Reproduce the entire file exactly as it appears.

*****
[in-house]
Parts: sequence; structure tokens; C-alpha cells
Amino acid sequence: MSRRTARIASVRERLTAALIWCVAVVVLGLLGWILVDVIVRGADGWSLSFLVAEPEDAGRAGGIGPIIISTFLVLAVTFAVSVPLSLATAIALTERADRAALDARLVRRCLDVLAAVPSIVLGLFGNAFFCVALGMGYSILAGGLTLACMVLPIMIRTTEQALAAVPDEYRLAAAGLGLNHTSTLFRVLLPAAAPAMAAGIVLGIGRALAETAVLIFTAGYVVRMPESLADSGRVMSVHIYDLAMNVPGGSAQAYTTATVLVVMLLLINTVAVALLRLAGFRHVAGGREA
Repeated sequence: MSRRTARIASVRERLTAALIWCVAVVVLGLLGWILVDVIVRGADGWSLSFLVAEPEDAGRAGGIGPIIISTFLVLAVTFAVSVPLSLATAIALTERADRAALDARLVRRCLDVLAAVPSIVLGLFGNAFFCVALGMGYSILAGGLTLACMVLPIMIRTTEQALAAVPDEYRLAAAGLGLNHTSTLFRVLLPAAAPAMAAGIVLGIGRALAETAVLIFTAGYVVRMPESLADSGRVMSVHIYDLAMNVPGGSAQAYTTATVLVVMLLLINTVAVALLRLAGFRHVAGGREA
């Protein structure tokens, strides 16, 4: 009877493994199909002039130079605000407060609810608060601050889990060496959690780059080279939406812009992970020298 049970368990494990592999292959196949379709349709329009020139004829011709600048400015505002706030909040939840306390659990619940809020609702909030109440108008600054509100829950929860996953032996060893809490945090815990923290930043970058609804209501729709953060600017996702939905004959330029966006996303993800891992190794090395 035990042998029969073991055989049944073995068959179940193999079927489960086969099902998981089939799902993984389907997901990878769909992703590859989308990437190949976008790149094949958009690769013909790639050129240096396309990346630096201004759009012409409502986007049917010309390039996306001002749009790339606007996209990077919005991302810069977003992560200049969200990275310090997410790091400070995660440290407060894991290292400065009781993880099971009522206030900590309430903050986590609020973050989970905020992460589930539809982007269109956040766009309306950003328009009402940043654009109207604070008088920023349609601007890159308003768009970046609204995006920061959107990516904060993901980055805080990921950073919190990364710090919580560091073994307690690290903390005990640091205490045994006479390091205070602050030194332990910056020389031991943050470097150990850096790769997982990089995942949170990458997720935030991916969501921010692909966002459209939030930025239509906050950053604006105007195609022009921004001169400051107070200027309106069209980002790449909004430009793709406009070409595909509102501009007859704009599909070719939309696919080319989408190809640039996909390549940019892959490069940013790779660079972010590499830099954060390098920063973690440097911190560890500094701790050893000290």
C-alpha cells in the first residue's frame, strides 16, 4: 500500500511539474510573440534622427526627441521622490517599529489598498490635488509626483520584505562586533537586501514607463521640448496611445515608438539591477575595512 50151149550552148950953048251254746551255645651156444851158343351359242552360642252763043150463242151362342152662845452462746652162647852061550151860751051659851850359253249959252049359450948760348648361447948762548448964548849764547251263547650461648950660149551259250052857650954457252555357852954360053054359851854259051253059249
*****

[in-house]
Parts: sequence; structure tokens; C-alpha cells
Amino acid sequence: MSRRTARIASVRERLTAALIWCVAVVVLGLLGWILVDVIVRGADGWSLSFLVAEPEDAGRAGGIGPIIISTFLVLAVTFAVSVPLSLATAIALTERADRAALDARLVRRCLDVLAAVPSIVLGLFGNAFFCVALGMGYSILAGGLTLACMVLPIMIRTTEQALAAVPDEYRLAAAGLGLNHTSTLFRVLLPAAAPAMAAGIVLGIGRALAETAVLIFTAGYVVRMPESLADSGRVMSVHIYDLAMNVPGGSAQAYTTATVLVVMLLLINTVAVALLRLAGFRHVAGGREA
Repeated sequence: MSRRTARIASVRERLTAALIWCVAVVVLGLLGWILVDVIVRGADGWSLSFLVAEPEDAGRAGGIGPIIISTFLVLAVTFAVSVPLSLATAIALTERADRAALDARLVRRCLDVLAAVPSIVLGLFGNAFFCVALGMGYSILAGGLTLACMVLPIMIRTTEQALAAVPDEYRLAAAGLGLNHTSTLFRVLLPAAAPAMAAGIVLGIGRALAETAVLIFTAGYVVRMPESLADSGRVMSVHIYDLAMNVPGGSAQAYTTATVLVVMLLLINTVAVALLRLAGFRHVAGGREA
């Protein structure tokens, strides 16, 4: 009877493994199909002039130079605000407060609810608060601050889990060496959690780059080279939406812009992970020298 049970368990494990592999292959196949379709349709329009020139004829011709600048400015505002706030909040939840306390659990619940809020609702909030109440108008600054509100829950929860996953032996060893809490945090815990923290930043970058609804209501729709953060600017996702939905004959330029966006996303993800891992190794090395 035990042998029969073991055989049944073995068959179940193999079927489960086969099902998981089939799902993984389907997901990878769909992703590859989308990437190949976008790149094949958009690769013909790639050129240096396309990346630096201004759009012409409502986007049917010309390039996306001002749009790339606007996209990077919005991302810069977003992560200049969200990275310090997410790091400070995660440290407060894991290292400065009781993880099971009522206030900590309430903050986590609020973050989970905020992460589930539809982007269109956040766009309306950003328009009402940043654009109207604070008088920023349609601007890159308003768009970046609204995006920061959107990516904060993901980055805080990921950073919190990364710090919580560091073994307690690290903390005990640091205490045994006479390091205070602050030194332990910056020389031991943050470097150990850096790769997982990089995942949170990458997720935030991916969501921010692909966002459209939030930025239509906050950053604006105007195609022009921004001169400051107070200027309106069209980002790449909004430009793709406009070409595909509102501009007859704009599909070719939309696919080319989408190809640039996909390549940019892959490069940013790779660079972010590499830099954060390098920063973690440097911190560890500094701790050893000290």
C-alpha cells in the first residue's frame, strides 16, 4: 500500500511539474510573440534622427526627441521622490517599529489598498490635488509626483520584505562586533537586501514607463521640448496611445515608438539591477575595512 50151149550552148950953048251254746551255645651156444851158343351359242552360642252763043150463242151362342152662845452462746652162647852061550151860751051659851850359253249959252049359450948760348648361447948762548448964548849764547251263547650461648950660149551259250052857650954457252555357852954360053054359851854259051253059249